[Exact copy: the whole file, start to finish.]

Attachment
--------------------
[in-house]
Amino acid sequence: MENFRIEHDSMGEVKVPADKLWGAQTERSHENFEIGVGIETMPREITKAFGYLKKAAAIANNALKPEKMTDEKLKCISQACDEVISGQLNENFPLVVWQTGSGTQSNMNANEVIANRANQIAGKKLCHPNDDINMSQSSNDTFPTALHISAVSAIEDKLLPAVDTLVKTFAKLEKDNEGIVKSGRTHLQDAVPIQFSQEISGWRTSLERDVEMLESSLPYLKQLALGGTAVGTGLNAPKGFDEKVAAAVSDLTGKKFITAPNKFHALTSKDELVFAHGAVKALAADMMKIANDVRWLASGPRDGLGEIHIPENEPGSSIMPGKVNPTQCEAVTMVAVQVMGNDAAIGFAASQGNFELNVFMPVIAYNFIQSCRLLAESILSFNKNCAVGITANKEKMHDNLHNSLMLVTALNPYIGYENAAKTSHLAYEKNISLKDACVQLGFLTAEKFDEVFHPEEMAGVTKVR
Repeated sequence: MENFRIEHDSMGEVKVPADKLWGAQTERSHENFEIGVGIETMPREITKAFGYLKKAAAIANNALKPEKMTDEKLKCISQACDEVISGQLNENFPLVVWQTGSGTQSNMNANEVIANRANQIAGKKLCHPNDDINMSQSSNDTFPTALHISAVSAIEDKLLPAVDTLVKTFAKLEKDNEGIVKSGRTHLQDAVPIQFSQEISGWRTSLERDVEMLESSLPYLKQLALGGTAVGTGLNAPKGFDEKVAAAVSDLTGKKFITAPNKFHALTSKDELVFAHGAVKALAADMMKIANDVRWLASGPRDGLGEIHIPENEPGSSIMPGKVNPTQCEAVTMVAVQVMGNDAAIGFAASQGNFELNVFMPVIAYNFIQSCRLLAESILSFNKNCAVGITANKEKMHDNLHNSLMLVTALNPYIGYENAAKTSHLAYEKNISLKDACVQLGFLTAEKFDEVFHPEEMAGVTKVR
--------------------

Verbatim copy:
[in-house]
Amino acid sequence: MENFRIEHDSMGEVKVPADKLWGAQTERSHENFEIGVGIETMPREITKAFGYLKKAAAIANNALKPEKMTDEKLKCISQACDEVISGQLNENFPLVVWQTGSGTQSNMNANEVIANRANQIAGKKLCHPNDDINMSQSSNDTFPTALHISAVSAIEDKLLPAVDTLVKTFAKLEKDNEGIVKSGRTHLQDAVPIQFSQEISGWRTSLERDVEMLESSLPYLKQLALGGTAVGTGLNAPKGFDEKVAAAVSDLTGKKFITAPNKFHALTSKDELVFAHGAVKALAADMMKIANDVRWLASGPRDGLGEIHIPENEPGSSIMPGKVNPTQCEAVTMVAVQVMGNDAAIGFAASQGNFELNVFMPVIAYNFIQSCRLLAESILSFNKNCAVGITANKEKMHDNLHNSLMLVTALNPYIGYENAAKTSHLAYEKNISLKDACVQLGFLTAEKFDEVFHPEEMAGVTKVR
Repeated sequence: MENFRIEHDSMGEVKVPADKLWGAQTERSHENFEIGVGIETMPREITKAFGYLKKAAAIANNALKPEKMTDEKLKCISQACDEVISGQLNENFPLVVWQTGSGTQSNMNANEVIANRANQIAGKKLCHPNDDINMSQSSNDTFPTALHISAVSAIEDKLLPAVDTLVKTFAKLEKDNEGIVKSGRTHLQDAVPIQFSQEISGWRTSLERDVEMLESSLPYLKQLALGGTAVGTGLNAPKGFDEKVAAAVSDLTGKKFITAPNKFHALTSKDELVFAHGAVKALAADMMKIANDVRWLASGPRDGLGEIHIPENEPGSSIMPGKVNPTQCEAVTMVAVQVMGNDAAIGFAASQGNFELNVFMPVIAYNFIQSCRLLAESILSFNKNCAVGITANKEKMHDNLHNSLMLVTALNPYIGYENAAKTSHLAYEKNISLKDACVQLGFLTAEKFDEVFHPEEMAGVTKVR